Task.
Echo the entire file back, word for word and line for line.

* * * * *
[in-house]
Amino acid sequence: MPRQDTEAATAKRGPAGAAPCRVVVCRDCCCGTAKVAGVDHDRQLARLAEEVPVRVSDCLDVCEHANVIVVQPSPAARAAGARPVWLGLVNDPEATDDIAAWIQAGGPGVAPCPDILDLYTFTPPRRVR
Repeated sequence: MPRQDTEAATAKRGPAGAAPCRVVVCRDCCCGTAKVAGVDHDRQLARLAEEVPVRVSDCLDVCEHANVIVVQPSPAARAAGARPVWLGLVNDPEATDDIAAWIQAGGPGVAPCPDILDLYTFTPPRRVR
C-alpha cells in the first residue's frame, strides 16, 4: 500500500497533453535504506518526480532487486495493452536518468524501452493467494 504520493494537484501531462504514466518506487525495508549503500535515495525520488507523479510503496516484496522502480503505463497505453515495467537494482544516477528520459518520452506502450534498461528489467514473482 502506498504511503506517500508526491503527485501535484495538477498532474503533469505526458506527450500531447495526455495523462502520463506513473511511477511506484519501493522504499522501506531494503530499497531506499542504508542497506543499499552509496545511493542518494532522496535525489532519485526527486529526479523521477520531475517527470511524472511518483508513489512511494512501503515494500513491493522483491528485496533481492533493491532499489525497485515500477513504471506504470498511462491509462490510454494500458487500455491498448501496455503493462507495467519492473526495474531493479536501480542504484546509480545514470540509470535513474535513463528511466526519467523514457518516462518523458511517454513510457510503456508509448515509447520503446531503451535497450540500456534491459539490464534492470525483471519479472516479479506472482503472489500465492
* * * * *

[in-house]
Amino acid sequence: MPRQDTEAATAKRGPAGAAPCRVVVCRDCCCGTAKVAGVDHDRQLARLAEEVPVRVSDCLDVCEHANVIVVQPSPAARAAGARPVWLGLVNDPEATDDIAAWIQAGGPGVAPCPDILDLYTFTPPRRVR
Repeated sequence: MPRQDTEAATAKRGPAGAAPCRVVVCRDCCCGTAKVAGVDHDRQLARLAEEVPVRVSDCLDVCEHANVIVVQPSPAARAAGARPVWLGLVNDPEATDDIAAWIQAGGPGVAPCPDILDLYTFTPPRRVR
C-alpha cells in the first residue's frame, strides 16, 4: 500500500497533453535504506518526480532487486495493452536518468524501452493467494 504520493494537484501531462504514466518506487525495508549503500535515495525520488507523479510503496516484496522502480503505463497505453515495467537494482544516477528520459518520452506502450534498461528489467514473482 502506498504511503506517500508526491503527485501535484495538477498532474503533469505526458506527450500531447495526455495523462502520463506513473511511477511506484519501493522504499522501506531494503530499497531506499542504508542497506543499499552509496545511493542518494532522496535525489532519485526527486529526479523521477520531475517527470511524472511518483508513489512511494512501503515494500513491493522483491528485496533481492533493491532499489525497485515500477513504471506504470498511462491509462490510454494500458487500455491498448501496455503493462507495467519492473526495474531493479536501480542504484546509480545514470540509470535513474535513463528511466526519467523514457518516462518523458511517454513510457510503456508509448515509447520503446531503451535497450540500456534491459539490464534492470525483471519479472516479479506472482503472489500465492